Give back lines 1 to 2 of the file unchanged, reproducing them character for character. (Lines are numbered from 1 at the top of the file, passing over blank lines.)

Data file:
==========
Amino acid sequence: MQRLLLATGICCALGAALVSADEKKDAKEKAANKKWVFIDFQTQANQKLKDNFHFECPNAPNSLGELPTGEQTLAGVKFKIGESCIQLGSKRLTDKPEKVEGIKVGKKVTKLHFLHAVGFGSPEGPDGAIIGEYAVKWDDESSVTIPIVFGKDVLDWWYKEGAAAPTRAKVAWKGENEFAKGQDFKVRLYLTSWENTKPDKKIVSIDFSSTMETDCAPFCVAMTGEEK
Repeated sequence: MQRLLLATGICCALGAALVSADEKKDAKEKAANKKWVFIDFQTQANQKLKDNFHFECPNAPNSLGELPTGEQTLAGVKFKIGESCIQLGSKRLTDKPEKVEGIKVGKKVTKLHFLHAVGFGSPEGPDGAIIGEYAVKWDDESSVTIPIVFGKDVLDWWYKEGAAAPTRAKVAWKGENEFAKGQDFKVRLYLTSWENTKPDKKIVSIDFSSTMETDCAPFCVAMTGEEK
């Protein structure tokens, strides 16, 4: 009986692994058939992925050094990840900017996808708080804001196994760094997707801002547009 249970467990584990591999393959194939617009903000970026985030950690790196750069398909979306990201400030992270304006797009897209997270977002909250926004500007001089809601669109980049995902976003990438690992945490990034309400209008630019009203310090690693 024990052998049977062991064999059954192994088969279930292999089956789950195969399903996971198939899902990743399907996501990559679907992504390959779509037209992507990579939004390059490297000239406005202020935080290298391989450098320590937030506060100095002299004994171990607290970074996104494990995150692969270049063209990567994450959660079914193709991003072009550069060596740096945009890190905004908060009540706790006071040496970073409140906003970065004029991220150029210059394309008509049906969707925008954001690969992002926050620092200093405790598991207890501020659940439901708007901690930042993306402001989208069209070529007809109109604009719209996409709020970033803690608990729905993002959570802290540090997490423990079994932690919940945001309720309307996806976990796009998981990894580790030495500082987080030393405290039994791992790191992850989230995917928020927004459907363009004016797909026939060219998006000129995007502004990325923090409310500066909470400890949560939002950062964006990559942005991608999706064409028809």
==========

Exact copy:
Amino acid sequence: MQRLLLATGICCALGAALVSADEKKDAKEKAANKKWVFIDFQTQANQKLKDNFHFECPNAPNSLGELPTGEQTLAGVKFKIGESCIQLGSKRLTDKPEKVEGIKVGKKVTKLHFLHAVGFGSPEGPDGAIIGEYAVKWDDESSVTIPIVFGKDVLDWWYKEGAAAPTRAKVAWKGENEFAKGQDFKVRLYLTSWENTKPDKKIVSIDFSSTMETDCAPFCVAMTGEEK
Repeated sequence: MQRLLLATGICCALGAALVSADEKKDAKEKAANKKWVFIDFQTQANQKLKDNFHFECPNAPNSLGELPTGEQTLAGVKFKIGESCIQLGSKRLTDKPEKVEGIKVGKKVTKLHFLHAVGFGSPEGPDGAIIGEYAVKWDDESSVTIPIVFGKDVLDWWYKEGAAAPTRAKVAWKGENEFAKGQDFKVRLYLTSWENTKPDKKIVSIDFSSTMETDCAPFCVAMTGEEK